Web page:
Human ecology

We wish to learn about:

• The changing ecological interactions of humans with other species from a historical perspective

• Interactions between early Homo and large mammalian predators

• Interactions between humans and corn (maize)

• The ecological footprint of modern human societies

Like all species, humans individually and as social groups participate in a variety of ecological interactions with other species in the ecosystems that they inhabit. Over human history, from the appearance of the earliest members of the human lineage to the present time, these interactions have changed substantially. We will examine three episodes in human history, with examples of predation, competition, and mutualism.

Episode I. Early Homo and mammalian predators

The fossil record of human evolution begins over 6 million years ago and documents a series of different species of early human in African fossil localities. The earliest members of the human lineage (Sahelanthropus, Ardipithecus from 4 to 7 million years old) had anatomical features of the skull, jaws, and body that were intermediate between those of our closest living relatives (common chimp and bonobo) and modern humans. Fossil limb elements and hip and shoulder girdles suggest that these early hominids were skilled at both climbing trees and walking on the ground bipedally. They had low, rounded, unspecialized molars, like those of older fossil apes from forest and woodland habitats; the diet is interpreted as plant-­‐based omnivory—mainly fruits, leaves, eggs, and small animals. Later Australopithecus (several species from about 1.5 to 4.2 million years ago) had terrestrial patterns of locomotion and large teeth for their body size with very thick enamel. Their diets are interpreted as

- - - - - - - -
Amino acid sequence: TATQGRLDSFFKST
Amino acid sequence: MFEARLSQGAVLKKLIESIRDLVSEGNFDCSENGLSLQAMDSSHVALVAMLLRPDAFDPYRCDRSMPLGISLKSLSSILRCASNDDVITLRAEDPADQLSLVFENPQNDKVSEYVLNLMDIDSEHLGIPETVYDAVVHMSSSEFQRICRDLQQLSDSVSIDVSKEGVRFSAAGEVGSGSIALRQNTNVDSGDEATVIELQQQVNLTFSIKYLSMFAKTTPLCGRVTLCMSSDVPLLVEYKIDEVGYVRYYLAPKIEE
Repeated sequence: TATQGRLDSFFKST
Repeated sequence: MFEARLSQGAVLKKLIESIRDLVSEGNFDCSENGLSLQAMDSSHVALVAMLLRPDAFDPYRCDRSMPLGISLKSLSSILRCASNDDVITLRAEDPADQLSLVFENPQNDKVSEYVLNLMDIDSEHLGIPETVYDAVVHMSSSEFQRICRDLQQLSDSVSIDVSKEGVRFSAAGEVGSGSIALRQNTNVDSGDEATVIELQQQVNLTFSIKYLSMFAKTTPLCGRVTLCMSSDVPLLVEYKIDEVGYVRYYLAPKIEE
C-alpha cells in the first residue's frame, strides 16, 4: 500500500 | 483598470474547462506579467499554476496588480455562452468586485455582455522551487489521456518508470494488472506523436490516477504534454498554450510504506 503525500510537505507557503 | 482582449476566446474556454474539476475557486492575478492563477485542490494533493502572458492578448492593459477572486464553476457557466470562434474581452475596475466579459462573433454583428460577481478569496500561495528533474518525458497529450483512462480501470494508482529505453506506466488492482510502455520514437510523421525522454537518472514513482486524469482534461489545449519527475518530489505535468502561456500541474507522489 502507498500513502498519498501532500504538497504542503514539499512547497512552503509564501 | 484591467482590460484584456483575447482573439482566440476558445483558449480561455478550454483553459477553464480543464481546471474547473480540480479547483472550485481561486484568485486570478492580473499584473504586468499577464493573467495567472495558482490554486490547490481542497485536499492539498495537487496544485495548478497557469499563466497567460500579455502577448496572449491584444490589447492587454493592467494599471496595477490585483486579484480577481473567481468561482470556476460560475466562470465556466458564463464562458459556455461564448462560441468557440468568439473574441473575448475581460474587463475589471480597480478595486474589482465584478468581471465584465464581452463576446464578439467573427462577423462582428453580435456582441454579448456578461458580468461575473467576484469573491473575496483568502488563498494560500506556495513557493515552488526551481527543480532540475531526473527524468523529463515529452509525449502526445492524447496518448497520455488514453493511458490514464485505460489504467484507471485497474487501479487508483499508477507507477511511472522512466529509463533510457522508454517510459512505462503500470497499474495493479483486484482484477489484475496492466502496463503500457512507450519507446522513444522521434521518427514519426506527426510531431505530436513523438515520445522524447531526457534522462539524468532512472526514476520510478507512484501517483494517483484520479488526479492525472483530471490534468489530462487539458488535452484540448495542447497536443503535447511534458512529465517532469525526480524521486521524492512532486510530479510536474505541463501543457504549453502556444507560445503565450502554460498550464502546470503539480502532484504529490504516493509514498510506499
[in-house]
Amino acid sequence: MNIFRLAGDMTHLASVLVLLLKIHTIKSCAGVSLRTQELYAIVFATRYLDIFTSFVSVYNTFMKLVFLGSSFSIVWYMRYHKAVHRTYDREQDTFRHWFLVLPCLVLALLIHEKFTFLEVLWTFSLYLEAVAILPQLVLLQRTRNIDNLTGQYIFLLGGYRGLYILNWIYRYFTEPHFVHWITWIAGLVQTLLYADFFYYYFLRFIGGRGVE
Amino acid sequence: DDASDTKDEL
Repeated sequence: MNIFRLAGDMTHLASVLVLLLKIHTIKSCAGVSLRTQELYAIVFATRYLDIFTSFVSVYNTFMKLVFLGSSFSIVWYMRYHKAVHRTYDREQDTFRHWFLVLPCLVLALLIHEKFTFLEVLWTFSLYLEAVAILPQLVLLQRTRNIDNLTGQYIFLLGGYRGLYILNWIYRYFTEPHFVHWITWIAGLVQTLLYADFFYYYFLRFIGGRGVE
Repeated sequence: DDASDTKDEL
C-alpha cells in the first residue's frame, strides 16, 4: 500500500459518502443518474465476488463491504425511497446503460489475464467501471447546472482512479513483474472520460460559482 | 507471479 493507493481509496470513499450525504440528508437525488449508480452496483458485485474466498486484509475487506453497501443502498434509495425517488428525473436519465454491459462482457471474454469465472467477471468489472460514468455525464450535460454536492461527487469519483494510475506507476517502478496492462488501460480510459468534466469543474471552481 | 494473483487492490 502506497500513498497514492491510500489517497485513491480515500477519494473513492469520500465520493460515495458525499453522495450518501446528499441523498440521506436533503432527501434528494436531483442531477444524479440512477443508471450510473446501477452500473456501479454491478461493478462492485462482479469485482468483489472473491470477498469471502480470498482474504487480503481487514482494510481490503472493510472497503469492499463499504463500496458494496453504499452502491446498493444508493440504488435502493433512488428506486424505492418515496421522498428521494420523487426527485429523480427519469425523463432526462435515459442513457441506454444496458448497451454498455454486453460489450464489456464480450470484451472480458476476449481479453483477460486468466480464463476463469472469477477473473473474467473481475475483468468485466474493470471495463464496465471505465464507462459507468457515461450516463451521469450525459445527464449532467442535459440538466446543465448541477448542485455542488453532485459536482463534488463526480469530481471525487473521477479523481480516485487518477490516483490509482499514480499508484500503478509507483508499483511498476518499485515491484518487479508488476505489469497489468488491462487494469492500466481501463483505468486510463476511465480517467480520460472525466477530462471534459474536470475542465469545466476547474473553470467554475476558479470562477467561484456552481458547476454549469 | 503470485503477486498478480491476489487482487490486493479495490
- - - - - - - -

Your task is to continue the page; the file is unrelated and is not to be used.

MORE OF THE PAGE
consisting of tough plants from woodland to grassland habitats. These were the earliest human ancestors to live outside of forests in more open habitats. Species in our genus Homo (about 2.4 million years ago to the present time) lived alongside species of Australopithecus for about 1 million years. Species of Homo had larger brains and smaller teeth than in species of Australopithecus and all species of Homo, as well as some species of Australopithecus, show evidence of tool use in the form of worked stones. Fossil sites with stone tools and animal bones with cut marks indicate that early humans were using stone tools for processing carcasses of contemporaneous mammals, such as antelope, early horses, giraffes, hippos, and warthogs. The repeated associations of stone tools with animal bones in African fossil localities suggest that the tool makers were substantially increasing the amount of meat in their diets, compared to the diets of their predecessors. This change in dietary habits would have brought these early humans into competition with contemporaneous mammalian carnivores, such as large cats and hyenas, over mammal carcasses.

All animals are predators in the broadest ecological sense, since animals must consume other organisms as food. Early humans were not unusual in consuming fruits, leaves, and small animals; in fact, such omnivorous habits are characteristic of many primates. For most of
their fossil history, early humans were relatively rare members of their ecosystems, compared to more abundant species of antelope, early horses, bush pigs, and hares. Early species of Homo started to become unusual mammals in several respects. The size of their teeth diminished as tools became more prevalent, and brain volume increased. The geographic range of Homo expanded considerably, eventually stretching over much of Africa and Eurasia, whereas all previous hominid species inhabited regions within Africa. Also, several lineages of mammalian carnivores became extinct as tool use became more prevalent. This coincidence led two mammal paleontologists, Margaret Lewis and Lars Werdelin, to propose the hypothesis that competition between early Homo and several large carnivores over prey species or carcasses caused the extinction of these carnivores.

The figure below shows the distribution through geologic time of 11 species of large mammalian carnivores and five hominid lineages from the East African fossil record (figure from Treves and Palmqvist 2007). The common name of each mammalian carnivore is given on the right of the graph and three species (at top right the bear, Agrotherium; center right the saber-­‐tooth cat Megantereon; lower right the hyena Pachycrocuta) are illustrated